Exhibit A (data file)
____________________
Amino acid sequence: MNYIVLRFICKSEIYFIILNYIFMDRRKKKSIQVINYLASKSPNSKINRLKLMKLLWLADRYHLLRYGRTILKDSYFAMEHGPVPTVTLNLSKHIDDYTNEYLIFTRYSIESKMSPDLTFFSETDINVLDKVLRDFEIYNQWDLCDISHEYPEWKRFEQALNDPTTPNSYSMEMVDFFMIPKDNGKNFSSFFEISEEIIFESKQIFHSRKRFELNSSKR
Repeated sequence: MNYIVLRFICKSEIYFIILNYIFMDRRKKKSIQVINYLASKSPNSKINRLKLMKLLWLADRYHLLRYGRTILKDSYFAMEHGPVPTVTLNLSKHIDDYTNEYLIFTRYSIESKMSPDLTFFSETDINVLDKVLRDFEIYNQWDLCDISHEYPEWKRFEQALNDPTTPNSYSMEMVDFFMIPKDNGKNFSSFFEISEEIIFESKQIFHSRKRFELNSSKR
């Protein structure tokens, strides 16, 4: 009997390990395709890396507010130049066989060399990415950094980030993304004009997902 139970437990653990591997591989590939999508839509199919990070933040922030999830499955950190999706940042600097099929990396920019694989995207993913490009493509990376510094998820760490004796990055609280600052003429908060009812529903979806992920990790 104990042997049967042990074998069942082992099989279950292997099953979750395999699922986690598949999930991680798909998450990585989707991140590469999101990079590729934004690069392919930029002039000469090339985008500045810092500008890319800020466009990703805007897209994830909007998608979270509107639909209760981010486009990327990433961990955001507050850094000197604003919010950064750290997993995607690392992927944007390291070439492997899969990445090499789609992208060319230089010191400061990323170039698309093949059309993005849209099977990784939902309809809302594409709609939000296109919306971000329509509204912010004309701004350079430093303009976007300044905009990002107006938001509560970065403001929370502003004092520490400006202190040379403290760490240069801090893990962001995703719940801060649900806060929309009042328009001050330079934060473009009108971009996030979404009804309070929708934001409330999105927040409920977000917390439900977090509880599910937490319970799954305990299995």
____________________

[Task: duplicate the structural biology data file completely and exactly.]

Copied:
Amino acid sequence: MNYIVLRFICKSEIYFIILNYIFMDRRKKKSIQVINYLASKSPNSKINRLKLMKLLWLADRYHLLRYGRTILKDSYFAMEHGPVPTVTLNLSKHIDDYTNEYLIFTRYSIESKMSPDLTFFSETDINVLDKVLRDFEIYNQWDLCDISHEYPEWKRFEQALNDPTTPNSYSMEMVDFFMIPKDNGKNFSSFFEISEEIIFESKQIFHSRKRFELNSSKR
Repeated sequence: MNYIVLRFICKSEIYFIILNYIFMDRRKKKSIQVINYLASKSPNSKINRLKLMKLLWLADRYHLLRYGRTILKDSYFAMEHGPVPTVTLNLSKHIDDYTNEYLIFTRYSIESKMSPDLTFFSETDINVLDKVLRDFEIYNQWDLCDISHEYPEWKRFEQALNDPTTPNSYSMEMVDFFMIPKDNGKNFSSFFEISEEIIFESKQIFHSRKRFELNSSKR
């Protein structure tokens, strides 16, 4: 009997390990395709890396507010130049066989060399990415950094980030993304004009997902 139970437990653990591997591989590939999508839509199919990070933040922030999830499955950190999706940042600097099929990396920019694989995207993913490009493509990376510094998820760490004796990055609280600052003429908060009812529903979806992920990790 104990042997049967042990074998069942082992099989279950292997099953979750395999699922986690598949999930991680798909998450990585989707991140590469999101990079590729934004690069392919930029002039000469090339985008500045810092500008890319800020466009990703805007897209994830909007998608979270509107639909209760981010486009990327990433961990955001507050850094000197604003919010950064750290997993995607690392992927944007390291070439492997899969990445090499789609992208060319230089010191400061990323170039698309093949059309993005849209099977990784939902309809809302594409709609939000296109919306971000329509509204912010004309701004350079430093303009976007300044905009990002107006938001509560970065403001929370502003004092520490400006202190040379403290760490240069801090893990962001995703719940801060649900806060929309009042328009001050330079934060473009009108971009996030979404009804309070929708934001409330999105927040409920977000917390439900977090509880599910937490319970799954305990299995």